Nov 30, 2021
A New Measure of Leverage for Dividend-Growth and Income-Oriented Shareholders, One That Is Dividend-Adjusted
As more and more investors rely on company dividends for income, dividends, in our view, have become more debt-like commitments in nature, especially from the perspective of dividend-growth or income-oriented shareholders. We have rolled out a new measure of financial leverage that considers both the company’s debt and the present value of its future expected cash dividend obligations, which, in the eyes of die-hard dividend-growth or income-oriented shareholders, may be implicitly assumed to be debt-like commitments in substance. We think this leverage ratio can be used in conjunction with the Dividend Cushion ratio to gain additional insight into the dividend-paying financial health of an entity.
Nov 17, 2021
Asset Allocators Fail, Advisors Should Pick Stocks, Save Investors $34 Billion Annually
Image: Most asset allocators can’t even keep pace with the underperforming 60/40 stock/bond portfolio. Highlight added by author. Image Source: Wealth Management. Let’s get this industry back on track. This isn’t about going all-in on cryptoassets or being reckless with one’s capital the past 10 years, but merely picking stocks as a risk/wealth management strategy that approximated the S&P 500 for the past 10 years, and how that has crushed not only the best that quant has had to offer in small cap value but also indexing and asset allocation. One hundred and seventy percentage points of difference relative to the 60/40 stock/bond portfolio, which itself beat many of the “best” asset allocators out there!!! This isn’t about taking on more risk, but rather that active stock selection should be viewed in the same vein as asset allocation. Why do we continue to publish the obviously-biased research in favor of indexing and asset allocation when stock selection could have delivered so much more for investors while saving them billions in annual fees from ETFs, etc. Today, the SEC has a lot on its plate regarding SPACs, cryptocurrency, new issues, ETF approvals and beyond, but in our view, the SEC shouldn’t necessarily be prioritizing 2 and 20 fees more than the index-fund fee chain, and it shouldn’t necessarily be trying to eliminate payment for order flow (PFOF) any more than it should seek to eliminate low-cost index funds. Let us not kid ourselves: It's clear why index funds and passive is winning -- the fees are tremendous! All things considered, if investors want to believe risk is volatility and suffer with indexing and asset allocators, that is their prerogative, but what worked in the past (deviations from equity selection as in the 60/40 stock/bond portfolio) bolstered by high interest rates in the 1980s is far from relevant today (and making up alternative assets isn't going to help). We don’t need more indexing and asset allocation books these days. We need more common sense. Stop selling index funds and start trying to help investors.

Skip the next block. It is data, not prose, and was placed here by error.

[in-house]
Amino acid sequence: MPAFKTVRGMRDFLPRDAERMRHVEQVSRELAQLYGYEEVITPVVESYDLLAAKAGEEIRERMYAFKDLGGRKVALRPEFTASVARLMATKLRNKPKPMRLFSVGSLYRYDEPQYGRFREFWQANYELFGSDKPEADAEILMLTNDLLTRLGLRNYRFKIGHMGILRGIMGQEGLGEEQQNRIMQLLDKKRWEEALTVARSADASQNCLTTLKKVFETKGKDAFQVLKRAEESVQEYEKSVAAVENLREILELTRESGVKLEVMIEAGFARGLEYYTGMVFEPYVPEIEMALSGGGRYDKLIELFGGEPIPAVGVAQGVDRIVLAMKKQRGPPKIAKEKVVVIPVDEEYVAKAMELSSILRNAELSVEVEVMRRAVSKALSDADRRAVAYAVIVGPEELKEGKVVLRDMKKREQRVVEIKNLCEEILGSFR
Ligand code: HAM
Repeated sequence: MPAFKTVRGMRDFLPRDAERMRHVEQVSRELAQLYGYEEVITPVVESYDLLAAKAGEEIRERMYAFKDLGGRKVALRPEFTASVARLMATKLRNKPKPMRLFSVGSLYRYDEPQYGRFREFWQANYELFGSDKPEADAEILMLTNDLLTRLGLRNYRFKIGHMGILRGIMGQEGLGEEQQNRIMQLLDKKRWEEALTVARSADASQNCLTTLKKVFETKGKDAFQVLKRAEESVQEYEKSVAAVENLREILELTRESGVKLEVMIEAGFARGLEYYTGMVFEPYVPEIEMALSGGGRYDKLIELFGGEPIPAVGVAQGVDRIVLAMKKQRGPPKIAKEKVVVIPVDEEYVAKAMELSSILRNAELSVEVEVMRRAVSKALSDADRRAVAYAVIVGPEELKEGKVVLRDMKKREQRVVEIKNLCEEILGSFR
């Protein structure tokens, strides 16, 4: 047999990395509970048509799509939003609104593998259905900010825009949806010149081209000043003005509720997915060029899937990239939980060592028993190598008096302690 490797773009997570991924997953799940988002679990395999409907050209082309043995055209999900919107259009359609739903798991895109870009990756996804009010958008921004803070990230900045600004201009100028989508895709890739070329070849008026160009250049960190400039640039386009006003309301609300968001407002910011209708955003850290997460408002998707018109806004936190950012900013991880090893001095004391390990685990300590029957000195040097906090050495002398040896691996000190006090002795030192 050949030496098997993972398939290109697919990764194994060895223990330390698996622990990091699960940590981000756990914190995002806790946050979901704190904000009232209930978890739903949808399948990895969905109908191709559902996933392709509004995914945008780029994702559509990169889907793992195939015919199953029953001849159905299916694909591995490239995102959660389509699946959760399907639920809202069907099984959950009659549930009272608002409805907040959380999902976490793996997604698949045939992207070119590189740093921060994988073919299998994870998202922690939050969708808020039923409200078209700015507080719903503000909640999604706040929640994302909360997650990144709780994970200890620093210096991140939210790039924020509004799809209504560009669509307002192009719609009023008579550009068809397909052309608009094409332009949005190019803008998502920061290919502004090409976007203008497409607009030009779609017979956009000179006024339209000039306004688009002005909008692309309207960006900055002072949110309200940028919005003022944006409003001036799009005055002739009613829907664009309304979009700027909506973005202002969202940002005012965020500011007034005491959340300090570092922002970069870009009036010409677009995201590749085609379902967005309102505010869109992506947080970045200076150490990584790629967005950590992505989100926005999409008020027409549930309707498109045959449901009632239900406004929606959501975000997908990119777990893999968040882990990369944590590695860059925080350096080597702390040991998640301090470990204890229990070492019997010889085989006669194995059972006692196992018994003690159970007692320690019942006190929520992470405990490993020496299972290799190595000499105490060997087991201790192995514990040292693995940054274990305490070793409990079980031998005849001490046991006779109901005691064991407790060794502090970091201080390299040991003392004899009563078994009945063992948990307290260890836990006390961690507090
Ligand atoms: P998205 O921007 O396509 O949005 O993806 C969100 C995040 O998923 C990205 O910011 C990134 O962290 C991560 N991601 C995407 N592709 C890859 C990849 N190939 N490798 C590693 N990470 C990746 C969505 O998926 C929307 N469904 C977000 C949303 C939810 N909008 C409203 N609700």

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The High Yield Dividend Newsletter, Best Ideas Newsletter, Dividend Growth Newsletter, Nelson Exclusive publication, and any reports, articles and content found on this website are for information purposes only and should not be considered a solicitation to buy or sell any security. The sources of the data used on this website are believed by Valuentum to be reliable, but the data’s accuracy, completeness or interpretation cannot be guaranteed. Valuentum is not responsible for any errors or omissions or for results obtained from the use of its newsletters, reports, commentary, or publications and accepts no liability for how readers may choose to utilize the content. Valuentum is not a money manager, is not a registered investment advisor and does not offer brokerage or investment banking services. Valuentum, its employees, and affiliates may have long, short or derivative positions in the stock or stocks mentioned on this site.